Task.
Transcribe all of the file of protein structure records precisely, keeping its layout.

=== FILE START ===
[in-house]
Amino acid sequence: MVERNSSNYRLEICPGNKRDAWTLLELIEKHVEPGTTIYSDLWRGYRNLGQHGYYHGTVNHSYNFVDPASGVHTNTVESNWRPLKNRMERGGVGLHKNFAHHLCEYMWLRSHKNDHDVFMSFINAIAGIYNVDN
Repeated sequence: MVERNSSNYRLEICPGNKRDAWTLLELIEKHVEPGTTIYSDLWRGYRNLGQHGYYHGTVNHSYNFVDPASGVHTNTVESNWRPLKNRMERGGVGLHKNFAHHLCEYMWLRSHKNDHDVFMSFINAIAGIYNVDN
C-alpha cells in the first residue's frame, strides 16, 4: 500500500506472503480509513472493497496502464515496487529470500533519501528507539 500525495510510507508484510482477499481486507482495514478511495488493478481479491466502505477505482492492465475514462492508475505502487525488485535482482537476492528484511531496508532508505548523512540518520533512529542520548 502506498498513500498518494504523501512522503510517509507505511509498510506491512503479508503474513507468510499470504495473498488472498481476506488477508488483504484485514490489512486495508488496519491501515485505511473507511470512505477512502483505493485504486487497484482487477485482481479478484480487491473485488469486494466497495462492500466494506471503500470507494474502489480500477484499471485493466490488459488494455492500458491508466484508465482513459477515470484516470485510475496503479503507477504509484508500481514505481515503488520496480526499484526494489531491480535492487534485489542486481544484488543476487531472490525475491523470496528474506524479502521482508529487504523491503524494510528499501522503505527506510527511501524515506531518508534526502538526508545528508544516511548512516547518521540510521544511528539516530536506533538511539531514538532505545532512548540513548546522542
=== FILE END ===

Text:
[in-house]
Amino acid sequence: MVERNSSNYRLEICPGNKRDAWTLLELIEKHVEPGTTIYSDLWRGYRNLGQHGYYHGTVNHSYNFVDPASGVHTNTVESNWRPLKNRMERGGVGLHKNFAHHLCEYMWLRSHKNDHDVFMSFINAIAGIYNVDN
Repeated sequence: MVERNSSNYRLEICPGNKRDAWTLLELIEKHVEPGTTIYSDLWRGYRNLGQHGYYHGTVNHSYNFVDPASGVHTNTVESNWRPLKNRMERGGVGLHKNFAHHLCEYMWLRSHKNDHDVFMSFINAIAGIYNVDN
C-alpha cells in the first residue's frame, strides 16, 4: 500500500506472503480509513472493497496502464515496487529470500533519501528507539 500525495510510507508484510482477499481486507482495514478511495488493478481479491466502505477505482492492465475514462492508475505502487525488485535482482537476492528484511531496508532508505548523512540518520533512529542520548 502506498498513500498518494504523501512522503510517509507505511509498510506491512503479508503474513507468510499470504495473498488472498481476506488477508488483504484485514490489512486495508488496519491501515485505511473507511470512505477512502483505493485504486487497484482487477485482481479478484480487491473485488469486494466497495462492500466494506471503500470507494474502489480500477484499471485493466490488459488494455492500458491508466484508465482513459477515470484516470485510475496503479503507477504509484508500481514505481515503488520496480526499484526494489531491480535492487534485489542486481544484488543476487531472490525475491523470496528474506524479502521482508529487504523491503524494510528499501522503505527506510527511501524515506531518508534526502538526508545528508544516511548512516547518521540510521544511528539516530536506533538511539531514538532505545532512548540513548546522542